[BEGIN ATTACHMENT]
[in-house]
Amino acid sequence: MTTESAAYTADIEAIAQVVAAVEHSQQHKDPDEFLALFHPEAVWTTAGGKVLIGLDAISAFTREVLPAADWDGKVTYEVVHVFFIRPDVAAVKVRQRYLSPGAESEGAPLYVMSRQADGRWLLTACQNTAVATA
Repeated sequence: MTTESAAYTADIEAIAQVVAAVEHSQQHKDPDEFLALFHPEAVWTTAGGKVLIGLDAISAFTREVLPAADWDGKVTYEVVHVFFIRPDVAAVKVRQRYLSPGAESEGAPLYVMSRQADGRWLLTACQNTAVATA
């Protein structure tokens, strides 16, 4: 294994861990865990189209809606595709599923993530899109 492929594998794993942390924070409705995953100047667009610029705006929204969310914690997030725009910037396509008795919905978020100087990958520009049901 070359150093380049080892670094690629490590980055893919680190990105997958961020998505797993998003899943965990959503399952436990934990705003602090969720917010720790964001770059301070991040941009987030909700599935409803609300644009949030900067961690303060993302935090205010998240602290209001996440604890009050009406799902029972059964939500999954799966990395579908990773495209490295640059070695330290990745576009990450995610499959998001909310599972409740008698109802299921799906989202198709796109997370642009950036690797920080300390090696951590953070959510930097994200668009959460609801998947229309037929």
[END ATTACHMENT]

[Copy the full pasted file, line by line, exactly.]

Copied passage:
[in-house]
Amino acid sequence: MTTESAAYTADIEAIAQVVAAVEHSQQHKDPDEFLALFHPEAVWTTAGGKVLIGLDAISAFTREVLPAADWDGKVTYEVVHVFFIRPDVAAVKVRQRYLSPGAESEGAPLYVMSRQADGRWLLTACQNTAVATA
Repeated sequence: MTTESAAYTADIEAIAQVVAAVEHSQQHKDPDEFLALFHPEAVWTTAGGKVLIGLDAISAFTREVLPAADWDGKVTYEVVHVFFIRPDVAAVKVRQRYLSPGAESEGAPLYVMSRQADGRWLLTACQNTAVATA
């Protein structure tokens, strides 16, 4: 294994861990865990189209809606595709599923993530899109 492929594998794993942390924070409705995953100047667009610029705006929204969310914690997030725009910037396509008795919905978020100087990958520009049901 070359150093380049080892670094690629490590980055893919680190990105997958961020998505797993998003899943965990959503399952436990934990705003602090969720917010720790964001770059301070991040941009987030909700599935409803609300644009949030900067961690303060993302935090205010998240602290209001996440604890009050009406799902029972059964939500999954799966990395579908990773495209490295640059070695330290990745576009990450995610499959998001909310599972409740008698109802299921799906989202198709796109997370642009950036690797920080300390090696951590953070959510930097994200668009959460609801998947229309037929």